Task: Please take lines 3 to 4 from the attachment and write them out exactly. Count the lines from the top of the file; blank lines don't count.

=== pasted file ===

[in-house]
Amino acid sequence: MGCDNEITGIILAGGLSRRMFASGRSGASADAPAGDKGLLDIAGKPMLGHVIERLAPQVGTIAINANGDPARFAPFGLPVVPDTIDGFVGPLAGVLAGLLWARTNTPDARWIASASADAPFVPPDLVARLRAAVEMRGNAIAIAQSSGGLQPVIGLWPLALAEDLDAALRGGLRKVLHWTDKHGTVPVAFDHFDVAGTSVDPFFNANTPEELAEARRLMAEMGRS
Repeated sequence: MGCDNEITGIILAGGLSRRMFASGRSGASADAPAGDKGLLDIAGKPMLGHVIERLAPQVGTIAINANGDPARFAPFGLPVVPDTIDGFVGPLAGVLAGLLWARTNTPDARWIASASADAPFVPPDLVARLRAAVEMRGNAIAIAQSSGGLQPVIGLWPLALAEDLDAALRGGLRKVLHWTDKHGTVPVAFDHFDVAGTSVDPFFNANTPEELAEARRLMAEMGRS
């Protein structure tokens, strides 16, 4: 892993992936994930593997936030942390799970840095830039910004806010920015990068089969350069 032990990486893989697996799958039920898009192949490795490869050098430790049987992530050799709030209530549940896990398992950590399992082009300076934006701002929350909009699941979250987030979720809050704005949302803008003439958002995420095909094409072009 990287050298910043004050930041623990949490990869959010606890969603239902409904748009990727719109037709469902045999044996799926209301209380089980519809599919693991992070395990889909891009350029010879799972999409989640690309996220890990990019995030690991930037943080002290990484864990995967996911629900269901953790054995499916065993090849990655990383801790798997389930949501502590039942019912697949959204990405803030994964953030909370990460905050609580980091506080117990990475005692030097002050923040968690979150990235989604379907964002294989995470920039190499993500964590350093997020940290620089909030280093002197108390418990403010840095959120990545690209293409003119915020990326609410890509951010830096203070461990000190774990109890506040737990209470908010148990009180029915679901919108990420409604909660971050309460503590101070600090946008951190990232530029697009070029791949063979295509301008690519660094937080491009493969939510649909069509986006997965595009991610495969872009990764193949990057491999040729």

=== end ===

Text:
Repeated sequence: MGCDNEITGIILAGGLSRRMFASGRSGASADAPAGDKGLLDIAGKPMLGHVIERLAPQVGTIAINANGDPARFAPFGLPVVPDTIDGFVGPLAGVLAGLLWARTNTPDARWIASASADAPFVPPDLVARLRAAVEMRGNAIAIAQSSGGLQPVIGLWPLALAEDLDAALRGGLRKVLHWTDKHGTVPVAFDHFDVAGTSVDPFFNANTPEELAEARRLMAEMGRS
């Protein structure tokens, strides 16, 4: 892993992936994930593997936030942390799970840095830039910004806010920015990068089969350069 032990990486893989697996799958039920898009192949490795490869050098430790049987992530050799709030209530549940896990398992950590399992082009300076934006701002929350909009699941979250987030979720809050704005949302803008003439958002995420095909094409072009 990287050298910043004050930041623990949490990869959010606890969603239902409904748009990727719109037709469902045999044996799926209301209380089980519809599919693991992070395990889909891009350029010879799972999409989640690309996220890990990019995030690991930037943080002290990484864990995967996911629900269901953790054995499916065993090849990655990383801790798997389930949501502590039942019912697949959204990405803030994964953030909370990460905050609580980091506080117990990475005692030097002050923040968690979150990235989604379907964002294989995470920039190499993500964590350093997020940290620089909030280093002197108390418990403010840095959120990545690209293409003119915020990326609410890509951010830096203070461990000190774990109890506040737990209470908010148990009180029915679901919108990420409604909660971050309460503590101070600090946008951190990232530029697009070029791949063979295509301008690519660094937080491009493969939510649909069509986006997965595009991610495969872009990764193949990057491999040729």